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Author Topic: Auxiliary block: Increasing max block size with softfork  (Read 11686 times)
jl2012
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September 17, 2013, 07:58:32 AM
 #41

jl2012: What's interesting about SPV nodes is that because they don't really verify anything, there are cases where a hard-fork for a full node is a soft-fork for a SPV node. One such example is the merkle tree itself - and SPV node wouldn't know the difference if we, say, moved the coinbase transaction to the top of the tree.

Many "simple" hard-forks are transparent to SPV, such as the BIP50 bug fix and increasing MAX_BLOCK_SIZE.

For your example of moving the coinbase transaction to the top of the tree, new full nodes need to somehow cheat the old SPV nodes to make it works. 

More complicated changes, e.g. merkle sum tree, will break SPV nodes

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September 17, 2013, 01:23:53 PM
 #42

IMO, even a soft fork is unneeded.

Just make BTC2, which transits upon, and wholly depends upon, BTC.  Have the BTC2 proof-of-work depend on information in the BTC chain, and timestamp BTC2 blocks inside the BTC chain.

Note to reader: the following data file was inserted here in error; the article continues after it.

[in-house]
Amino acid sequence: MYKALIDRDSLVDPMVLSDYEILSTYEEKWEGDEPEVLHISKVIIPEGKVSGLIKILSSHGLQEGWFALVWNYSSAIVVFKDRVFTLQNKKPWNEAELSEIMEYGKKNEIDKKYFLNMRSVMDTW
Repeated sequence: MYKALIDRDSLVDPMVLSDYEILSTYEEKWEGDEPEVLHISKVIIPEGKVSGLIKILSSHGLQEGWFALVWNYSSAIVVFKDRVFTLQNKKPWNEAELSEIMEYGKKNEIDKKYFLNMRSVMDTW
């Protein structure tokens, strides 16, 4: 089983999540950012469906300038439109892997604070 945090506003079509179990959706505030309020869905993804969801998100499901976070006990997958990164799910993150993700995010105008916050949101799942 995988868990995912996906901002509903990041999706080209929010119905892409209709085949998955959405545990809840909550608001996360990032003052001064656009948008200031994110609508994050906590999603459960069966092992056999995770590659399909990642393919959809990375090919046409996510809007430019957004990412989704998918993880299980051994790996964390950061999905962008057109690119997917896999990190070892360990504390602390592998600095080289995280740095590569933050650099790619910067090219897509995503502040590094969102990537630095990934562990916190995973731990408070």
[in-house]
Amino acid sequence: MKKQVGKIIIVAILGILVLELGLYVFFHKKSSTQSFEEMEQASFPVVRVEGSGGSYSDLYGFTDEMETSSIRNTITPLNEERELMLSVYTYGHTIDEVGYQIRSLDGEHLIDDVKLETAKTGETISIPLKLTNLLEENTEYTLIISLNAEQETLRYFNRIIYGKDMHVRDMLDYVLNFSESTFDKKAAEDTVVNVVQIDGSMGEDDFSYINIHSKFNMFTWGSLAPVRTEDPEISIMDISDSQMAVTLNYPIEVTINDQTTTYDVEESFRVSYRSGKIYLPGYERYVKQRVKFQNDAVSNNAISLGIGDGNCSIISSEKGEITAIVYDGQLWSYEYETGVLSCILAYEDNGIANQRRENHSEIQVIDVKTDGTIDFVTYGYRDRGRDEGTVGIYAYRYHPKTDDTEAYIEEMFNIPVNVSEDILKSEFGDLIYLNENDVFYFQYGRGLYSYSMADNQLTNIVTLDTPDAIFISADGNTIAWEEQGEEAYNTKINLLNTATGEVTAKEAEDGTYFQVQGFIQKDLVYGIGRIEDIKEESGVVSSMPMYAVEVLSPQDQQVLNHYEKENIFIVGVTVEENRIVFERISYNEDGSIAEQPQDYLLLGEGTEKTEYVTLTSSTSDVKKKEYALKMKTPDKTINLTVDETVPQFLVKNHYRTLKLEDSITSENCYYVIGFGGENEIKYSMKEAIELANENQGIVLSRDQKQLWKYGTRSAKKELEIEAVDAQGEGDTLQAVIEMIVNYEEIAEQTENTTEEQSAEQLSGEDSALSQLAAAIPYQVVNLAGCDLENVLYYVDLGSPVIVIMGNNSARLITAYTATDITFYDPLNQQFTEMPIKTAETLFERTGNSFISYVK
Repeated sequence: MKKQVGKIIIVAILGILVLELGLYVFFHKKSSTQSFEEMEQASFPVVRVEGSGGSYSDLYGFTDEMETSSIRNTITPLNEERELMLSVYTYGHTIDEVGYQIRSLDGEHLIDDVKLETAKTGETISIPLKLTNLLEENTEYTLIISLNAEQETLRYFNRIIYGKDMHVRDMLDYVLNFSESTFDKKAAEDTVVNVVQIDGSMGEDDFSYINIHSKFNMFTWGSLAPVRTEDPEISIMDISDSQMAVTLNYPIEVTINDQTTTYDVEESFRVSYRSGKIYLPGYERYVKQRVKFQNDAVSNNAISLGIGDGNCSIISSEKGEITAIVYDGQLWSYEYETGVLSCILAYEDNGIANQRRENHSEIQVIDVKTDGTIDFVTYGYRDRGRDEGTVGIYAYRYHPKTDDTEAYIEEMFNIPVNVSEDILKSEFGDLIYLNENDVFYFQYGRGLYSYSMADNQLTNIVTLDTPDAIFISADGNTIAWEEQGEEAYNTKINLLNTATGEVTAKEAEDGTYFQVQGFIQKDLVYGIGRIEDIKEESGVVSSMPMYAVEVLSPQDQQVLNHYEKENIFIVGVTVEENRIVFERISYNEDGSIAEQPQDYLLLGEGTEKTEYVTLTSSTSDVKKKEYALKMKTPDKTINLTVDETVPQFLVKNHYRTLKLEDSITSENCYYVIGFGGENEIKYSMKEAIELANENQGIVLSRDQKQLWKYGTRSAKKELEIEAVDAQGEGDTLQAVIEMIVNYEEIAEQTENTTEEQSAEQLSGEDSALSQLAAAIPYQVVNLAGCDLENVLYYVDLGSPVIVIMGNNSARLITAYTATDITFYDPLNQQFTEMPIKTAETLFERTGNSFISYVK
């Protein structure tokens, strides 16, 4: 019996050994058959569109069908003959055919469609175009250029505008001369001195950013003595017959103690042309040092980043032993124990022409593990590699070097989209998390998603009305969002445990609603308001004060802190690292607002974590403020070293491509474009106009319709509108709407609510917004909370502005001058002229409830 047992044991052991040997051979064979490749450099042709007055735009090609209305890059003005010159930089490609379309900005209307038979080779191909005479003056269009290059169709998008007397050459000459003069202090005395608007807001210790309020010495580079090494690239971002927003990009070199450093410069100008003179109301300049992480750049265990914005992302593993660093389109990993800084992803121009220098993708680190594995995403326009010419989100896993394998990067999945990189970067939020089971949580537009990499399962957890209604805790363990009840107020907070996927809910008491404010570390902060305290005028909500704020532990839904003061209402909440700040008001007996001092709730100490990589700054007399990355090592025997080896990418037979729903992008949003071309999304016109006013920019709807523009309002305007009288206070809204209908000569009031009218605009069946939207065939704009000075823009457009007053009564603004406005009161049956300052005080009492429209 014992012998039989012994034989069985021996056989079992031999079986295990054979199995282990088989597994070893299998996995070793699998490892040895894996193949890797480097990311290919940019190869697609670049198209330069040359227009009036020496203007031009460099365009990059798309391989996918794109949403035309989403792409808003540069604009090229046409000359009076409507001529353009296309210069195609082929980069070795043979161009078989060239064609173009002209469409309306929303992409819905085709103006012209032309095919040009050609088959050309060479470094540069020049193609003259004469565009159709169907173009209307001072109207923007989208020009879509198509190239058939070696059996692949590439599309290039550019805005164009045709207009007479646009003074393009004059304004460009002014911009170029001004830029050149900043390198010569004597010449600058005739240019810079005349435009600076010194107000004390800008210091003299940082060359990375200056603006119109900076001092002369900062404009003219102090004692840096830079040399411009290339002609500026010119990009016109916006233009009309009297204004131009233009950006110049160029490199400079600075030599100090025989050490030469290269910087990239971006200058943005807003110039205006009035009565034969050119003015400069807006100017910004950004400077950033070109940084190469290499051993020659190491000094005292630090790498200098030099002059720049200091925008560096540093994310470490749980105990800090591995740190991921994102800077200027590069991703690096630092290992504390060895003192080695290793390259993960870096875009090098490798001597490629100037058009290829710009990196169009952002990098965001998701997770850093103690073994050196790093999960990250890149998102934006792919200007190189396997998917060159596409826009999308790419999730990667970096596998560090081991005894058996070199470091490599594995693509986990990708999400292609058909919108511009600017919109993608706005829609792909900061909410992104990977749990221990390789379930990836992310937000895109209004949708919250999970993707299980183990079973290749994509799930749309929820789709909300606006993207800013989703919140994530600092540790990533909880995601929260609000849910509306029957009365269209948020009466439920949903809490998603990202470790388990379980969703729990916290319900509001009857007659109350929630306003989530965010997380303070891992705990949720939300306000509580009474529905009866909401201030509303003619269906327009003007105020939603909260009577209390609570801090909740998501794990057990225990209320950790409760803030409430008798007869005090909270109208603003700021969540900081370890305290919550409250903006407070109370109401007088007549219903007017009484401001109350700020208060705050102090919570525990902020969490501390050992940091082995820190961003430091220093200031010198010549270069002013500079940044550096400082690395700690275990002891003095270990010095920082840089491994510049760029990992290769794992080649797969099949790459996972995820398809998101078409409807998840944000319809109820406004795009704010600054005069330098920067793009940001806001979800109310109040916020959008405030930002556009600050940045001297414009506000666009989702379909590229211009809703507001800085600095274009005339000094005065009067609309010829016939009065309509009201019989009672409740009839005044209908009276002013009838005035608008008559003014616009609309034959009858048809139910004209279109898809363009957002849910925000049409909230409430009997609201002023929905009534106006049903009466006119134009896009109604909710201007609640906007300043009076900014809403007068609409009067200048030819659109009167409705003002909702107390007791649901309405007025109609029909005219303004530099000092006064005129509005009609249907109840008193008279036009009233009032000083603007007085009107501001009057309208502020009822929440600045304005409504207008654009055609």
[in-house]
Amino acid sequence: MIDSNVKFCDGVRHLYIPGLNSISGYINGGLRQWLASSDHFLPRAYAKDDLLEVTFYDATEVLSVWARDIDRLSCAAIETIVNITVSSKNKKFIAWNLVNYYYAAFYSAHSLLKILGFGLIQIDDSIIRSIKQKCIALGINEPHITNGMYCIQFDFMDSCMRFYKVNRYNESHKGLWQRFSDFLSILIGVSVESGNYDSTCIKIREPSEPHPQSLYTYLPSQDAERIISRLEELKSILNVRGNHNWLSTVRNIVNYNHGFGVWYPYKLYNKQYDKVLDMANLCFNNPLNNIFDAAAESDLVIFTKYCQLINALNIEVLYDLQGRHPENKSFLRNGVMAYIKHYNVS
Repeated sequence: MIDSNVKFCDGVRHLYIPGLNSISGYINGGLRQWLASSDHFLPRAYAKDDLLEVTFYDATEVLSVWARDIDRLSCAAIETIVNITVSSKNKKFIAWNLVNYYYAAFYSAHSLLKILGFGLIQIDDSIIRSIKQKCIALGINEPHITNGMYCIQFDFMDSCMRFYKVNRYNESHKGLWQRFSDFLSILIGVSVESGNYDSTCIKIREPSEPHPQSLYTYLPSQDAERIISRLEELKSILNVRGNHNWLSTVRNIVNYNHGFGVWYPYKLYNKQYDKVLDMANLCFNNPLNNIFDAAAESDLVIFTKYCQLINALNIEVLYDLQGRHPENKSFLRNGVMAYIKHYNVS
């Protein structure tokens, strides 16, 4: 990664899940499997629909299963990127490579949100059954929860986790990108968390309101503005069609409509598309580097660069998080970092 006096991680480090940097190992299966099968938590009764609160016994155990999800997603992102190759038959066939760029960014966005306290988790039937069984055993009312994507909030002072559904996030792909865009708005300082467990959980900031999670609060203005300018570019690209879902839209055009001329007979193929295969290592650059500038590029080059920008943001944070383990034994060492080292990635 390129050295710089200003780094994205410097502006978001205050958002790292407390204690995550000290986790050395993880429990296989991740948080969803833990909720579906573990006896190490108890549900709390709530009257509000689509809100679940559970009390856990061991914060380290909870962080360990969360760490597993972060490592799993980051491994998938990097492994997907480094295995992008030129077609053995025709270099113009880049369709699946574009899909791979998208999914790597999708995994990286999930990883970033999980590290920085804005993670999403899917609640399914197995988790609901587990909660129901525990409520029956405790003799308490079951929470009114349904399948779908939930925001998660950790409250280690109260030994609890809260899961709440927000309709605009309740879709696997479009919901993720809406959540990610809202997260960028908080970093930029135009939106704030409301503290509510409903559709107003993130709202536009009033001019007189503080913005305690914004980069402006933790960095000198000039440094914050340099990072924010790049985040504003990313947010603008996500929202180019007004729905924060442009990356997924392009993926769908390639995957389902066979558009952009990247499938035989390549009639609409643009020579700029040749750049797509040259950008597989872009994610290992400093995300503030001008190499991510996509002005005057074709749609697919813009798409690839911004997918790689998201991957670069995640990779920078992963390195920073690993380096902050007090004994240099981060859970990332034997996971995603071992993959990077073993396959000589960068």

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September 17, 2013, 04:13:25 PM
 #43

jl2012: What's interesting about SPV nodes is that because they don't really verify anything, there are cases where a hard-fork for a full node is a soft-fork for a SPV node. One such example is the merkle tree itself - and SPV node wouldn't know the difference if we, say, moved the coinbase transaction to the top of the tree.

Many "simple" hard-forks are transparent to SPV, such as the BIP50 bug fix and increasing MAX_BLOCK_SIZE.

For your example of moving the coinbase transaction to the top of the tree, new full nodes need to somehow cheat the old SPV nodes to make it works.  

More complicated changes, e.g. merkle sum tree, will break SPV nodes

You're not thinking deviously enough.

Lets suppose I define a new merkle-sum-product-christmas-tree which sums all the transaction values up and even distributes presents to the homeless; we'll call the top level digest of that tree D2, and the top level digest of the old merkle tree D1.

Now ask yourself, can a SPV node know if rather than setting hashMerkleRoot to D1 as before, we've set it to Hash(D1 | D2)? A full node certainly can - they have a full list of transactions and will immediately see that something isn't adding up - but what about a SPV node?

Also, it'd be interesting to know if any SPV clients out there would even notice if they were given two transactions, ostensibly from the same block, whose merkle paths back to the block header were of different lengths.

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September 17, 2013, 06:19:45 PM
 #44

IMO, even a soft fork is unneeded.

Just make BTC2, which transits upon, and wholly depends upon, BTC.  Have the BTC2 proof-of-work depend on information in the BTC chain, and timestamp BTC2 blocks inside the BTC chain.